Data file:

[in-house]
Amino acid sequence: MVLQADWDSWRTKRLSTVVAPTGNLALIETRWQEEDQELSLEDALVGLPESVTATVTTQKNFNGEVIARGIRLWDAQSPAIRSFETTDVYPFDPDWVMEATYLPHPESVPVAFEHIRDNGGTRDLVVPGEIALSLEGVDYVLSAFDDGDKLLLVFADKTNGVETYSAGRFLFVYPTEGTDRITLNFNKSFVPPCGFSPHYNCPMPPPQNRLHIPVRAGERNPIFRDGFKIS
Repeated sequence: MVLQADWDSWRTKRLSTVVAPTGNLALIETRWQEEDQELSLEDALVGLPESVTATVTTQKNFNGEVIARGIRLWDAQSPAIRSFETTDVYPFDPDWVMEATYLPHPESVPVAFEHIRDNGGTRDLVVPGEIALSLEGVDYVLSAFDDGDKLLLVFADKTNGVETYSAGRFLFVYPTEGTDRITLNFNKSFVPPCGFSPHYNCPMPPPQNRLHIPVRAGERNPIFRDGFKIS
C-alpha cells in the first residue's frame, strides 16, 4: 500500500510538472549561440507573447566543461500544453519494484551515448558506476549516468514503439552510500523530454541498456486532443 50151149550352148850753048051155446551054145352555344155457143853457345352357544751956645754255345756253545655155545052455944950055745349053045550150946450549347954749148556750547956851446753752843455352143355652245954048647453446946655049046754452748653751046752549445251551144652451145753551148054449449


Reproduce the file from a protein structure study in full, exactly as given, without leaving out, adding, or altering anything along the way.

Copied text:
[in-house]
Amino acid sequence: MVLQADWDSWRTKRLSTVVAPTGNLALIETRWQEEDQELSLEDALVGLPESVTATVTTQKNFNGEVIARGIRLWDAQSPAIRSFETTDVYPFDPDWVMEATYLPHPESVPVAFEHIRDNGGTRDLVVPGEIALSLEGVDYVLSAFDDGDKLLLVFADKTNGVETYSAGRFLFVYPTEGTDRITLNFNKSFVPPCGFSPHYNCPMPPPQNRLHIPVRAGERNPIFRDGFKIS
Repeated sequence: MVLQADWDSWRTKRLSTVVAPTGNLALIETRWQEEDQELSLEDALVGLPESVTATVTTQKNFNGEVIARGIRLWDAQSPAIRSFETTDVYPFDPDWVMEATYLPHPESVPVAFEHIRDNGGTRDLVVPGEIALSLEGVDYVLSAFDDGDKLLLVFADKTNGVETYSAGRFLFVYPTEGTDRITLNFNKSFVPPCGFSPHYNCPMPPPQNRLHIPVRAGERNPIFRDGFKIS
C-alpha cells in the first residue's frame, strides 16, 4: 500500500510538472549561440507573447566543461500544453519494484551515448558506476549516468514503439552510500523530454541498456486532443 50151149550352148850753048051155446551054145352555344155457143853457345352357544751956645754255345756253545655155545052455944950055745349053045550150946450549347954749148556750547956851446753752843455352143355652245954048647453446946655049046754452748653751046752549445251551144652451145753551148054449449